In 1972 the Committee agreed upon usage of the terms "plane," "sheet," "layer," "unit structure," and their equivalents in other languages (Brindley and Pedro, 1972). Recommended usage is as a single plane of atoms, a tetrahedral or octahedral sheet, and a 1: 1 or 2: 1 layer. Thus, plane, sheet, and layer refer to increasingly thicker arrangements. A sheet is a combination of planes and a layer is a combination of sheets. In addition, layers may be separated from one another by various interlayer materials, including cations, hydrated cations, organic molecules, and hydroxide octahedral groups and sheets. The total assembly of a layer plus interlayer material is referred to as a unit structure. Table 2 lists the equivalent terms in other languages, as modified at the 1978 Oxford meeting.


     Table 2. Structural terms of reference and their equivalents indifferent languages


     The terms "talc layer" and "brucite sheet" are not suitable for describing the component parts of the chlorite structure, because the minerals talc and brucite permit very little substitution of Mg by Al, which is an essential feature of trioctahedral chlorites. It is recommended that 2:1 layer be used in place of "talc layer" and hydroxide sheet or interlayer sheet in place of "brucite sheet" (Brindley and Pedro, 1972). It is permissible to write brucite-like or brucitic or gibbsite-like or gibbsitic if one wishes to specify the trioctahedral or dioctahedral nature of the interlayer.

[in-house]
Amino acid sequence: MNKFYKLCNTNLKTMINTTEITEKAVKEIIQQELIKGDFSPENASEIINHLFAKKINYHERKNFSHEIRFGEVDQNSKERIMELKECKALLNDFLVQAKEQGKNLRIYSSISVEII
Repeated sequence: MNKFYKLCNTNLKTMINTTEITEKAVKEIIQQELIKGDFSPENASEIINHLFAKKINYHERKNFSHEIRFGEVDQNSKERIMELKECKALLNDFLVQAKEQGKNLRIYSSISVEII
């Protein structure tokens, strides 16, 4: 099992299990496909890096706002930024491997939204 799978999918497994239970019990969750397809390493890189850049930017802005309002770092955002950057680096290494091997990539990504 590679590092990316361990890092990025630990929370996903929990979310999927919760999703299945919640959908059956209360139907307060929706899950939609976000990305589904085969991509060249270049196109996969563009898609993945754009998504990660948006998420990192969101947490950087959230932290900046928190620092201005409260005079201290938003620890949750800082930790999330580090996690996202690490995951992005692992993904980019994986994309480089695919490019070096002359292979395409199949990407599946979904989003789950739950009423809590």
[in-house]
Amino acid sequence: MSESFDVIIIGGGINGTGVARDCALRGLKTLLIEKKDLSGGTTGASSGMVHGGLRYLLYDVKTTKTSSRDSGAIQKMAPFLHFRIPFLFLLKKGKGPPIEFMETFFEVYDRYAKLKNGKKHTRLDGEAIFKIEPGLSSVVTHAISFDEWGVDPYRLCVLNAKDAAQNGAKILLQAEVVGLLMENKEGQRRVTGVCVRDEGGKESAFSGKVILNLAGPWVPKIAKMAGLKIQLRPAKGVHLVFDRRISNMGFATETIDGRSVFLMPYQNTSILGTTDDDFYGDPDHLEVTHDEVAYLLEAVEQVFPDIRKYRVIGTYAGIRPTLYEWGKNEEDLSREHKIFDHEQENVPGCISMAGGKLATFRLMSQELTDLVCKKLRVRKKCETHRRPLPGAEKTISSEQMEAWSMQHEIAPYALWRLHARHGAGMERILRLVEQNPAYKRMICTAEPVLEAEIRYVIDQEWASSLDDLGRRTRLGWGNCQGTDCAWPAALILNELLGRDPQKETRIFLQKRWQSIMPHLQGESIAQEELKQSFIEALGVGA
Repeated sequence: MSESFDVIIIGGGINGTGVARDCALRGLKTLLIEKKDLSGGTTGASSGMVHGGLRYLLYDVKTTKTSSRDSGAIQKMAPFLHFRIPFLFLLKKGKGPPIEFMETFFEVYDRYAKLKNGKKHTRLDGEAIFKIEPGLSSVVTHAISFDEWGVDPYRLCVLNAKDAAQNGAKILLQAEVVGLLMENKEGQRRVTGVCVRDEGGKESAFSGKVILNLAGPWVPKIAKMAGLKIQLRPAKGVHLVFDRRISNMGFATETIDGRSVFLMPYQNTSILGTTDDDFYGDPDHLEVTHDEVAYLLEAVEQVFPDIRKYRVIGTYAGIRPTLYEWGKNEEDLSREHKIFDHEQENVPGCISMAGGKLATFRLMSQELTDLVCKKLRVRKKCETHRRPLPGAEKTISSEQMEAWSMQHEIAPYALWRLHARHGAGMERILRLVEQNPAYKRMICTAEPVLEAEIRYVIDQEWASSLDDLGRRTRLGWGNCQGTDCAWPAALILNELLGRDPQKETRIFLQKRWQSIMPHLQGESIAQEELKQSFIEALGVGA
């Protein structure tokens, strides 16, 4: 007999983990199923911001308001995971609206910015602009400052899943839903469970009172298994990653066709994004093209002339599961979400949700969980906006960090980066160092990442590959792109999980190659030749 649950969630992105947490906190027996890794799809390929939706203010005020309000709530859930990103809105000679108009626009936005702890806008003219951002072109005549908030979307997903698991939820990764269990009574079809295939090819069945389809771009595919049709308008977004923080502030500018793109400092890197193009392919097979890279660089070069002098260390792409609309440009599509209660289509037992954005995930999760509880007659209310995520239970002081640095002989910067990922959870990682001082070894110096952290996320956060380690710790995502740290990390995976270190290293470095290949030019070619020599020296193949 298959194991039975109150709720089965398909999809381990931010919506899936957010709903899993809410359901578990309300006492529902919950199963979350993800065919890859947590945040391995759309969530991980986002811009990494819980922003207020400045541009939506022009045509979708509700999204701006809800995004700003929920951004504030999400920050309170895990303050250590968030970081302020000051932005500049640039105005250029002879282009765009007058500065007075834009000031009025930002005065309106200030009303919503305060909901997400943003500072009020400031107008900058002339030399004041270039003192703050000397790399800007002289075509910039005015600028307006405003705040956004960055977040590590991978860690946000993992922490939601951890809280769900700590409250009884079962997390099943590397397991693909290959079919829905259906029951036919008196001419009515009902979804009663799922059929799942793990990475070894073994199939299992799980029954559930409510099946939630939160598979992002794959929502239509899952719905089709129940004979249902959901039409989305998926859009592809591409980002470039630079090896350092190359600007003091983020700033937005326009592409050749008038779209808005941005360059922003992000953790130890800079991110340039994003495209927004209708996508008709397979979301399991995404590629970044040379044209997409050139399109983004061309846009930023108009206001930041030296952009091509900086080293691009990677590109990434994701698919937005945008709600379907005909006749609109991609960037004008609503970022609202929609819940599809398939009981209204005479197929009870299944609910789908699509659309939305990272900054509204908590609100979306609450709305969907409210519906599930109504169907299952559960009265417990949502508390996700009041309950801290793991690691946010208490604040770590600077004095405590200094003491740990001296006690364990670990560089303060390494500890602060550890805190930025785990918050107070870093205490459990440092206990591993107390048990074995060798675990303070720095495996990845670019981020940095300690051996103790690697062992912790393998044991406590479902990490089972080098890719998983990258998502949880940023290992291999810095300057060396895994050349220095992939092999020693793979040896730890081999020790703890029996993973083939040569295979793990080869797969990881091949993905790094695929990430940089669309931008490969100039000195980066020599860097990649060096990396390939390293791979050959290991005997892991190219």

Attention is drawn also to the report of the IMAIUCr Joint Committee on Nomenclature (Bailey, 1977), in which the following recommendations will be of special interest to clay scientists. These recommendations have been approved by the AIPEA Nomenclature Committee.